Luxembourg denied it broke global rules to help hundreds of multinational companies dodge taxes after a report revealed secret details of deals during the tenure of new European Commission President Jean-Claude Juncker.
The nation’s government called an emergency press conference with Prime Minister Xavier Bettel and Finance Minister Pierre Gramegna after the disclosure of tax rulings bestowing low-tax status.
“What has happened here is totally legal,” Gramegna told reporters in Brussels, where he arrived this afternoon to attend meetings of European Union finance ministers.
More than 340 companies have transferred profits to Luxembourg using complicated tax arrangements, according to leaked documents obtained by the International Consortium of Investigative Journalists. The report, which reviewed almost 28,000 documents and identifies companies such as PepsiCo Inc., Ikea Group and FedEx Corp., said some corporations effectively lowered their tax bill to less than 1 percent of profit.
Luxembourg, with a population of about 500,000, is among countries being probed by the European Commission for tax deals that may have violated the 28-nation bloc’s state-aid rules.
Firms named so far include Amazon.com Inc. and Fiat Finance & Trade in Luxembourg, Starbucks Corp. in the Netherlands and Apple Inc. in Ireland.
Juncker, Luxembourg’s prime minister for almost 19 years, took over as commission president on Nov. 1. He is “very serene” following the reports, Margaritis Schinas, a spokesman for the commission, said in Brussels today.
German Finance Minister Wolfgang Schaeuble told lawmakers in Berlin that Luxembourg has “a lot to do” to meet global tax standards. Speaking later, he said the tax-haven allegations haven’t damaged Juncker’s commission “at all.”
“The fact that Luxembourg tries, like other European countries, through internationally active, highly-qualified advisers, to minimize the tax burden isn’t exactly new and has little to do with individual governments,” he told reporters as he arrived in Brussels.
Juncker told reporters yesterday he will not interfere in the work by Antitrust Commissioner Margrethe Vestager.
Vestager said today that while “tax rulings as such” are a common practice, they may be illegal if authorities “accept that a tax base of a specific company is calculated in a favorable way.”
She said she hasn’t had time to reach an informed opinion about the tax leaks. EU officials are working in “close cooperation” with Luxembourg, she said.
Leaked documents included details of tax agreements arranged by PricewaterhouseCoopers LLP. The firm’s Luxembourg unit said documents were “illegally acquired.”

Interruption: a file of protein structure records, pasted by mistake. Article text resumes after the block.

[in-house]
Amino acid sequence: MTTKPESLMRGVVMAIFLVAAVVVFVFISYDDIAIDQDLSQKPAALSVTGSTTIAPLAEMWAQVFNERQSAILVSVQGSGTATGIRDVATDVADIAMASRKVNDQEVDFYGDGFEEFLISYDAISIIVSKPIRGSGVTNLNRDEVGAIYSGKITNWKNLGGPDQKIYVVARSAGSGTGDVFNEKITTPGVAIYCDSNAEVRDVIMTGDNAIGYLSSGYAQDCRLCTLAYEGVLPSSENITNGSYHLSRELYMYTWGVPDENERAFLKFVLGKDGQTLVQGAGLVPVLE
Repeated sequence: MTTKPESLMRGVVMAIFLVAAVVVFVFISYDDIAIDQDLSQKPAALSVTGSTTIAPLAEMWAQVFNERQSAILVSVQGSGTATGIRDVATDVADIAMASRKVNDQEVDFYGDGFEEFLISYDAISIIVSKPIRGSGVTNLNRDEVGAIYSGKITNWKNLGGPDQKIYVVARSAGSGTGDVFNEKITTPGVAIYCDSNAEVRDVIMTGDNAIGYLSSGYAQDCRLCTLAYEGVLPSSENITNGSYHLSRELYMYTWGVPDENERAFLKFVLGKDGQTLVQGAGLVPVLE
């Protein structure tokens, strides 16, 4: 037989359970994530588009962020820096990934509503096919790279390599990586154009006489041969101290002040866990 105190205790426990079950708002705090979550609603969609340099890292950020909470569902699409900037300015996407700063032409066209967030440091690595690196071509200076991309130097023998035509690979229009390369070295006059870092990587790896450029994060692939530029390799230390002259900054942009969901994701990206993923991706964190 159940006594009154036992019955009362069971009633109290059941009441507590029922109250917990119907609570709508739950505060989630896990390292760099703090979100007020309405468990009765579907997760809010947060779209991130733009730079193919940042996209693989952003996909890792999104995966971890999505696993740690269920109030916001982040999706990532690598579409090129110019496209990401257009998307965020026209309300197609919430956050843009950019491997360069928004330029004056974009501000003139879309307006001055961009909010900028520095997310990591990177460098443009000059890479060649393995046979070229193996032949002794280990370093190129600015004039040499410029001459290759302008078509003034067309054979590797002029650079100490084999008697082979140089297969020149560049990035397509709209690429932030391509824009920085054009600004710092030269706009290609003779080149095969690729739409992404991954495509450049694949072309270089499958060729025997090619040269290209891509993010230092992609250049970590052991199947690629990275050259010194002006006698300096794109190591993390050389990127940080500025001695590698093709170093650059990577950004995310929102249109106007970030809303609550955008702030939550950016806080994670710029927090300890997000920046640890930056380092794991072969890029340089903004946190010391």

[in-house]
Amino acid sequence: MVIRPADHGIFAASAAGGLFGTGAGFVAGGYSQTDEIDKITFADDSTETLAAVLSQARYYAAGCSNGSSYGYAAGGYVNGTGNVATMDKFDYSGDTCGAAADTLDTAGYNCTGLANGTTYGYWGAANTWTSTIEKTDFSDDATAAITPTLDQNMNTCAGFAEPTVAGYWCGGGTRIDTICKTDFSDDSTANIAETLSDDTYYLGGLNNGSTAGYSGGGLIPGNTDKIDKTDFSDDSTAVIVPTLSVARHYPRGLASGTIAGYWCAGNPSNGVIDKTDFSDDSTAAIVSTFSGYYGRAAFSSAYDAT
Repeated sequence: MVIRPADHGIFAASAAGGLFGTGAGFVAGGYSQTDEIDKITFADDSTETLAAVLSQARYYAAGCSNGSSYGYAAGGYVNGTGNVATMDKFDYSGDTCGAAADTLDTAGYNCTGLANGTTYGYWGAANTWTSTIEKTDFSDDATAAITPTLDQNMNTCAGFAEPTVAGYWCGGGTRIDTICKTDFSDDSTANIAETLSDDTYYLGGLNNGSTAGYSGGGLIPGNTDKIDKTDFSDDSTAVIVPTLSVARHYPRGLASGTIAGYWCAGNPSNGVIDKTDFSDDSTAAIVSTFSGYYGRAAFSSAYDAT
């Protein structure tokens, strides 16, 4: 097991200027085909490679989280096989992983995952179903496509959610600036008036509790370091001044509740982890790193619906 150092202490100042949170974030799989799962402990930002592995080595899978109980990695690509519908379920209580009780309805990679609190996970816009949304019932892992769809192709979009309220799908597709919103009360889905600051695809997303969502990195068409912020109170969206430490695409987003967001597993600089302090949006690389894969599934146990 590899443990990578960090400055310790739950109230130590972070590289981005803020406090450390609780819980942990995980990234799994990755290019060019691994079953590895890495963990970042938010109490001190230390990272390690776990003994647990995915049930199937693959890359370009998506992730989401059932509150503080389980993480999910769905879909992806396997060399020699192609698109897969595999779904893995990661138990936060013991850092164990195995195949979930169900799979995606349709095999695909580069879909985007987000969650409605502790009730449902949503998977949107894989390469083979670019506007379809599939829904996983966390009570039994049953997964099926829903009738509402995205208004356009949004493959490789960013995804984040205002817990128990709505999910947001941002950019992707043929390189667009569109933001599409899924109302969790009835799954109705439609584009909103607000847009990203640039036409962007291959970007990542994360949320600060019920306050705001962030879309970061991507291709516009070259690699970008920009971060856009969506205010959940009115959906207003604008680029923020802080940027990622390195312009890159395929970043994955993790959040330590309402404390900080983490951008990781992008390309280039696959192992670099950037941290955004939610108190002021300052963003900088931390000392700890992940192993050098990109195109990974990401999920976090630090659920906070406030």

“The concerned documents date back from a number of years -- 2002 to 2010 -- and are therefore not reflecting the current status of local and international taxation rules and practices,” PwC said in an e-mailed statement.
Luxembourg in April filed two challenges at the EU General Court against the commission’s requests for information on tax rulings and on the country’s taxation system for income from intellectual property.
Bettel, who took over from Juncker as Luxembourg prime minister last year, earlier today said he was “of course not happy about the image that’s being circulated” about his country.
Amid a global push to fight tax evasion and tax fraud, Luxembourg last year decided to abandon its long practice of offering bank secrecy and switch to a system of automatic exchange of tax information from Jan. 1, 2015.
The leaked documents could help the commission get access to information on specific tax deals which could lead to further requests for information from Luxembourg, said Georg Berrisch, a lawyer for Baker Botts LLP in Brussels.
The commission may seek “to use these state aid cases as a way to persuade Luxembourg and Ireland to bring their corporate tax rules in line so that companies can no longer to have structures where profits made elsewhere in Europe are diverted to those countries.”
Ireland’s government will phase out a tax shelter used by U.S. companies from Google Inc. to LinkedIn Corp., amid mounting pressure from international authorities. The country’s “double Irish,” which allows companies to avoid paying tax on much of their income, will be closed to new entrants from January, Finance Minister Michael Noonan said last month.